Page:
I spotted the first cycle couriers I’d seen since Ljubljana and Salzburg, more than a year ago. As I waited at a junction on my way into Shibuya, a lean and unmistakable silhouette flashed past me and my heart clenched with recognition. A minute or two later I saw another, resting astride her bike, one hand on the bars, one hand on the button, head cocked towards the radio, oversized bag like a turtle’s shell strapped to her back and I was surprised to feel tears coming into my eyes. Visually, this courier was so familiar that it was as if I’d spotted one of my brothers or sisters across a crowded room in a foreign country. But I also knew her posture intimately from the inside. I must have stood like that thousands of times, left foot on the ground, right foot on the pedal, top tube pressing against my inner thigh, giving the radio a nonchalant squeeze and muttering “one-four, one-four … roger-rodge” before swinging the weight back onto my right foot, pressing the bike back into motion and swooping off into the traffic. I was crying as much in recognition as with a sudden heartstopping urge to be back as I was, as perhaps one day I will be again.

Further down the road I passed another courier, standing next to his bike, package in one hand, cigarette in the other, mindlessly scanning the traffic. Another was waiting for me at the next lights, and I admired the taut muscular calves emerging from his ragged shorts, before I pulled up next to him to ask for directions, managing to drop in just before the lights changed that I had been a courier myself, more than a year ago now, in a city far far away.

Tokyo has welcomed me with open arms, and I already have enough speaking engagements, dinner plans, coffee dates, bike rides, errands and meet-ups with friendly friends-of-friends to keep me busy for at least another couple of weeks. I’m hoping to borrow or rent a track bike for a few days (to indulge my homesickness even more), and my host is even insisting that I stay long enough to catsit for her over Christmas and New Year. And as well as all of this, I’m well aware of the enormous blogging backlog I’ve built up, and am in danger of becoming one of those bloggers who prefaces every post with an apology for being too busy, and not writing more often. So I’ll attempt to spend the next few days remedying this. An awful lot has happened since I flew to Hong Kong – watch this space, and I’ll tell you all about it.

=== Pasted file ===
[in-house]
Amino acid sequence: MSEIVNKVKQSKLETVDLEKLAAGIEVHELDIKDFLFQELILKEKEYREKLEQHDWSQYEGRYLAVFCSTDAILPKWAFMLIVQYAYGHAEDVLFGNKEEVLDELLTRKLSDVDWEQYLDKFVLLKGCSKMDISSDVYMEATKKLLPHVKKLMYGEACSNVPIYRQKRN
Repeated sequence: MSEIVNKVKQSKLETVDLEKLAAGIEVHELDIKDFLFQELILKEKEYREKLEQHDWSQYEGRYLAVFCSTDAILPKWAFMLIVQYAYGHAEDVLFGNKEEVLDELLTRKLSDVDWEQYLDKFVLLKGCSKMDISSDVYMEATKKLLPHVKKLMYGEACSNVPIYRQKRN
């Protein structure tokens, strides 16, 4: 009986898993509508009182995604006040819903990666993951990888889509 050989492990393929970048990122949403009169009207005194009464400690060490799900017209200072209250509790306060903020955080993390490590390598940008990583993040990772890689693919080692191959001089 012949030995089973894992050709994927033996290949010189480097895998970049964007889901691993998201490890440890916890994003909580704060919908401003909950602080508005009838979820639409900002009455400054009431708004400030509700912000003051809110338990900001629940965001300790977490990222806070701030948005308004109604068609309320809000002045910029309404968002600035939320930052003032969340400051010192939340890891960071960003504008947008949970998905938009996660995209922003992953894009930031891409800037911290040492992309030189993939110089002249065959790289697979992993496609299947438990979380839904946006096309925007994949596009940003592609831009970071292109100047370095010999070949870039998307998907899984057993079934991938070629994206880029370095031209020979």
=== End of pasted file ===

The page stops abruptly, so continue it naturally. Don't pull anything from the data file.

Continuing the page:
1. “the (utterly uninspiring) A4 between Bristol and London.”

    Emily!!! There is nothing uninspiring about the A4, you were simply riding in the wrong direction!

  2. Hi there!

    Awesome idea about showing women how to fix a puncture! Although if Monika could fix a puncture, I’m not sure what use she will have for me 🙁

    I just came across your blog while recovering from injury on own our bicycle tour (of the world?) and thought I would drop you a line and say hi and keep up the good work.
    Take care,


  3. Hello Emily!

    We may have absolutely nothing in common, except that I can ride a bike (or used to). Now as I’m recovering from injury and surgery, with time to surf the web and read, I stumbled upon!!! and then your page-scrolling travel trails.

    I’m inspired, to say the least! Like you, I too am charting a new course that may very well take me further afield as soon as I ‘regain my legs’ … maybe even sooner.

    I’m taking the liberty to add you to my blog list ( she said boldly!) … hope you don’t mind. I intend to keep following you for as long as …

    This is great stuff! And fixing punctures, etc., is easy stuff!

    Keep safe and well